In spite of the efforts of everyone else – Kendall would not be here in the shape she is in without you. You are so far beyond smart I cannot even think of a good word for it. It is that wisdom that comes from your years of experience, but even more so from some place deep inside you, that is why Kendall is still “Kendall”. When I think of trying to tell you thank you, I pretty much just start crying. There’s so much to be wrapped up inside those words. You took my little girl on for the challenge she was and you fell in love with her like she was your own and you fought as fiercely for her as I was.  You offered your thoughts to the team and got things done for Kendall that I didn’t even know how to ask for. You knew what she needed hours before anyone else even thought of it. You talked Ben and I through every little thing that was going on, shared your experience with us, helped us find our “PICU voices”. You could see how much she was struggling to breathe, and how much we were struggling to accept that she was not doing good and you helped the doctor and ANP’s walk us through what we all needed.

When I walked out of the room as the intubation was going to begin, we hugged and I told you “take good care of her” and you said “ i promise i won’t let anything happen to her, i’ll take care of her”. And we both cried a little bit. You knew how much I needed that hug, how much I needed to know that someone else was there and understood. When we came back in to our baby looking very different with the tube in her mouth and the machine breathing for her,  you explained everything to us, you helped me brush her hair, you helped me realize it was still Kendall in there, she was just asleep. You spoke to Kendall through her intubation as if she was awake and conversing back with you. Your care and empathy for my child and for our family were amazing throughout that horrible time. When Kendall would wake up above the sedation and be fighting against that tube, you would instantly lay near her head and whisper things that I can only imagine were things about princesses and peaceful dreams. When I could not take the sight of her fighting and arching against that tube anymore, you took over as the voice and hands my child needed to hear. You would stroke her head as if she was yours, and for those moments I am so very grateful. When my heart was breaking in two as a momma and I needed to look away, you stepped in and took my place. Throughout that week, you did for Kendall what i could not do. You helped make her better.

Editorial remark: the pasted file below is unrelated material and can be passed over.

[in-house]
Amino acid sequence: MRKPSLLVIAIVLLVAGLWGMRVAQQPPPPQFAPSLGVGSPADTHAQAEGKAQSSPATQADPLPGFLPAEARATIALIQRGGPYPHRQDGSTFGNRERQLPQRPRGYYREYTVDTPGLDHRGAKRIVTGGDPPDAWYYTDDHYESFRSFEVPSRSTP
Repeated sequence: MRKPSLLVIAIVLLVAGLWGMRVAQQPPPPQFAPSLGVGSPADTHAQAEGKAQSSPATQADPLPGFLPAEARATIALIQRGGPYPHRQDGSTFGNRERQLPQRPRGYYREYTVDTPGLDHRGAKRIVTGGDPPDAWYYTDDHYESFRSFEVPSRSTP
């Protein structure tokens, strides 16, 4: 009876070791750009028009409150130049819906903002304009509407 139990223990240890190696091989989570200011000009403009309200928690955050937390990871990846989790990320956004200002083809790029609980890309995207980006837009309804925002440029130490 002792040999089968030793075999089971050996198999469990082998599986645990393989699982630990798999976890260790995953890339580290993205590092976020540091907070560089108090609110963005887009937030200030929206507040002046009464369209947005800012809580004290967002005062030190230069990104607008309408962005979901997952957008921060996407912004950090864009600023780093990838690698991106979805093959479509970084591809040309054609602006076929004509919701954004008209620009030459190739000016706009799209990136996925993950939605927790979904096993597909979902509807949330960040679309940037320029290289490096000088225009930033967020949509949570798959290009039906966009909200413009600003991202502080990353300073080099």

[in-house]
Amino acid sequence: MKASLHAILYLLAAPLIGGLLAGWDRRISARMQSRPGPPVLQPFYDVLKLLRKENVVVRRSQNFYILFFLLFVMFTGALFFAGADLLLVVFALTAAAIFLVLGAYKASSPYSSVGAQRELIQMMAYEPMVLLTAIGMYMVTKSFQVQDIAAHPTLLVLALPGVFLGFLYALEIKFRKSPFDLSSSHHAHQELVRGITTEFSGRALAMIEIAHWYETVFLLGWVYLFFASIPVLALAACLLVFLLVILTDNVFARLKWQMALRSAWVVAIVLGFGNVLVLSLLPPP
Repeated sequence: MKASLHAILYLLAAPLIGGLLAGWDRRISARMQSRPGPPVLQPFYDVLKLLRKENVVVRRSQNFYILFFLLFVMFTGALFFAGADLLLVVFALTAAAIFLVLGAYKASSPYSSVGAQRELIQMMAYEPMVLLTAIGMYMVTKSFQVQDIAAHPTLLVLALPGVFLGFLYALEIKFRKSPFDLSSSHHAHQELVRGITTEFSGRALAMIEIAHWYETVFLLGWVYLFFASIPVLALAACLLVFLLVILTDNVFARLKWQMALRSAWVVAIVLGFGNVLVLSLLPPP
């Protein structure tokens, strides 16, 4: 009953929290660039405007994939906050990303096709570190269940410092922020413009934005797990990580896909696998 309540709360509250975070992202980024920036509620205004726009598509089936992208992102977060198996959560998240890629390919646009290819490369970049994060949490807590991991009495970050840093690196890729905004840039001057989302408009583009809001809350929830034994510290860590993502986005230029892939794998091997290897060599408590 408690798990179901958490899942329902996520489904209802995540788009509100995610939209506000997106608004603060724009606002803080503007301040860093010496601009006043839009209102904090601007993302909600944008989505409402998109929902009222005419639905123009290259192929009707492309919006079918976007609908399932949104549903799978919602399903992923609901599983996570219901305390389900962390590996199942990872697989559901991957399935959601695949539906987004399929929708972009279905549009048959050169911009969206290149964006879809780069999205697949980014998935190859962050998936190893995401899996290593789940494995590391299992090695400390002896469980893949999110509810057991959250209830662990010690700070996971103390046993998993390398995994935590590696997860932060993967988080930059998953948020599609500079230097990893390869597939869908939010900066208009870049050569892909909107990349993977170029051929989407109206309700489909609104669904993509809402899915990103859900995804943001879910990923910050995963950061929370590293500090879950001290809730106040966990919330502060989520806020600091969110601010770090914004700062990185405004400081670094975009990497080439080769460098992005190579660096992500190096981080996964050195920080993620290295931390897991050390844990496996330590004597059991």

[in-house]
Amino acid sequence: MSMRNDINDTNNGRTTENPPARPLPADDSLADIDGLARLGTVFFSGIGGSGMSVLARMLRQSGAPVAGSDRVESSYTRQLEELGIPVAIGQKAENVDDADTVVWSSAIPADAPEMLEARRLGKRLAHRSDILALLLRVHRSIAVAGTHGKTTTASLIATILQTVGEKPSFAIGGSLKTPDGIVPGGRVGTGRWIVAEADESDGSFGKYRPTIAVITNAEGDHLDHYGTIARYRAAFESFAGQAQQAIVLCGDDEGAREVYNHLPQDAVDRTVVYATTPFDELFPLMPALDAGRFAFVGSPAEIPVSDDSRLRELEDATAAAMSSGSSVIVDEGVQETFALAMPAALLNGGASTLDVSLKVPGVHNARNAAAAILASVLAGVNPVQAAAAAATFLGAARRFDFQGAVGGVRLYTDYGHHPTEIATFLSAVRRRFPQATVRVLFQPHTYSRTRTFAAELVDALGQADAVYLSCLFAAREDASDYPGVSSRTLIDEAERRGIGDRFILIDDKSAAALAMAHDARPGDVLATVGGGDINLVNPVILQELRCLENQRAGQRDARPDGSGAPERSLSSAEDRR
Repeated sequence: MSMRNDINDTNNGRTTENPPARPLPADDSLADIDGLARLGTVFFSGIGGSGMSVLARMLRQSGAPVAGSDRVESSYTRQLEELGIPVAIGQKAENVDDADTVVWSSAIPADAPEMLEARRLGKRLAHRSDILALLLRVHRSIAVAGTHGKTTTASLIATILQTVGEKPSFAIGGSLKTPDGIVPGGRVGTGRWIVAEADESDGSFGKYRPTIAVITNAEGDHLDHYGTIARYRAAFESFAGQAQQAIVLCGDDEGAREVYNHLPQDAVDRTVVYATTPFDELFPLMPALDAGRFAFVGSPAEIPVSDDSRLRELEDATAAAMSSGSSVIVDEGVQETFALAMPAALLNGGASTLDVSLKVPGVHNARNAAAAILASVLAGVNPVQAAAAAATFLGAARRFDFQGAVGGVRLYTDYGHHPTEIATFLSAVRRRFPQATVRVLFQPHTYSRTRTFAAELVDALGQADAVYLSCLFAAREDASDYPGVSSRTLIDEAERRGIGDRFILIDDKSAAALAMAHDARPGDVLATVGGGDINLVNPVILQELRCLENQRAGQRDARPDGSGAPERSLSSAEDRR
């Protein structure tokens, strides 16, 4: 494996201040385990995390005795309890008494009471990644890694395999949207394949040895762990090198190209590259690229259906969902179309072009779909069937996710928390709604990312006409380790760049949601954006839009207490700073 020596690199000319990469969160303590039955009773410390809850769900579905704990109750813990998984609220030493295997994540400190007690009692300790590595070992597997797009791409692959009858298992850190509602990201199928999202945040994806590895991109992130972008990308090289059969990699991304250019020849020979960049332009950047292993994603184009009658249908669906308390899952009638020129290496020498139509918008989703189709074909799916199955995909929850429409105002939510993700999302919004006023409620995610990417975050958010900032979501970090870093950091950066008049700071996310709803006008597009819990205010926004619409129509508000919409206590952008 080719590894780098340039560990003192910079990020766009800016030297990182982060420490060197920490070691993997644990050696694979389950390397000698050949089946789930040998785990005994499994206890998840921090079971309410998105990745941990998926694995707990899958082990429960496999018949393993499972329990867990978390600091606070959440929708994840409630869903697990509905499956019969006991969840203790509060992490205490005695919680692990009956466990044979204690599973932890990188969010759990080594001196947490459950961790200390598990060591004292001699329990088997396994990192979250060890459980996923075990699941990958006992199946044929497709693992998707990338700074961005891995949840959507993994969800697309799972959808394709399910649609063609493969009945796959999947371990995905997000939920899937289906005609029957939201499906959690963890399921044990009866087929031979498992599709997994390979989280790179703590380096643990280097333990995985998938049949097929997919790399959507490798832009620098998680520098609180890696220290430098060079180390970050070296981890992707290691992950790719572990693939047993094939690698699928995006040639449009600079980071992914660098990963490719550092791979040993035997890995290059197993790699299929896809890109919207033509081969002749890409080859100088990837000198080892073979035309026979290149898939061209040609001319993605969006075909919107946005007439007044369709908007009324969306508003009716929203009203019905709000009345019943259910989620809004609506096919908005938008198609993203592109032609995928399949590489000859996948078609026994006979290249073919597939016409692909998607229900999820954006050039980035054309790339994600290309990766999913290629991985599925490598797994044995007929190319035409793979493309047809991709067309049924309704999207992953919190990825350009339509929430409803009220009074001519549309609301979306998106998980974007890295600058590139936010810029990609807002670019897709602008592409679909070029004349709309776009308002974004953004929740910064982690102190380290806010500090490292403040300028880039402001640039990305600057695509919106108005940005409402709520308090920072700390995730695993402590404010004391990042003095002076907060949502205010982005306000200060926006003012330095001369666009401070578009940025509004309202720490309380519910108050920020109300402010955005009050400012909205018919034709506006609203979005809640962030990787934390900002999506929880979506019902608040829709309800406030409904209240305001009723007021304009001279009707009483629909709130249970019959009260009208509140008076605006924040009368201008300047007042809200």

I know you do this all the time. I know you are one of the most amazing nurses this hospital has. I know you don’t think you did anything outside of the ordinary – but for me, you did. For my daughter, you did. You are the reason she never floated too far out to sea away from me in those drug-induced dreams while she was sedated and her body was fighting a huge battle. I will never ever ever be able to thank you enough. You will forever be a part of Kendall’s story. Not a day will go by when I do not think of you and hope you are blessed. I cannot even find the words within me to utter my thankfulness for you and all you have done. All I have to offer are the sobs of a momma who is so relieved to have her baby back from the depths of that bad place, and the undying gratitude. Your fierce but quiet strength, your calmness in times of chaos, your beautiful smile no matter what was going on – these are the legacies you will leave us with from this stay. I pray that my daughters all turn out to be as amazing and wonderful of a person as you are.

At the end of the movie “Saving Private Ryan”, the main character returns to the graves of the men who died saving his life. He says to them, as i say to all of you who saved Kendall’s life this past week:

I tried to live my life the best that I could. I hope that was enough.I hope that, at least in your eyes, i’ve earned what all of you have done for me.

 

Thank you is not enough, but it is all I have.

Thank you for saving Kendall, for bringing her back to us. For helping her survive in the face of some really crappy odds, and do it courageously and with the ferocity we see her live every day of her life.

kq3

As we say on the Kendall Krew, Keep on Keepin’ On.

 

forever gratefully yours,

terra.

the crazy mom in W508.

Related Posts Plugin for WordPress, Blogger...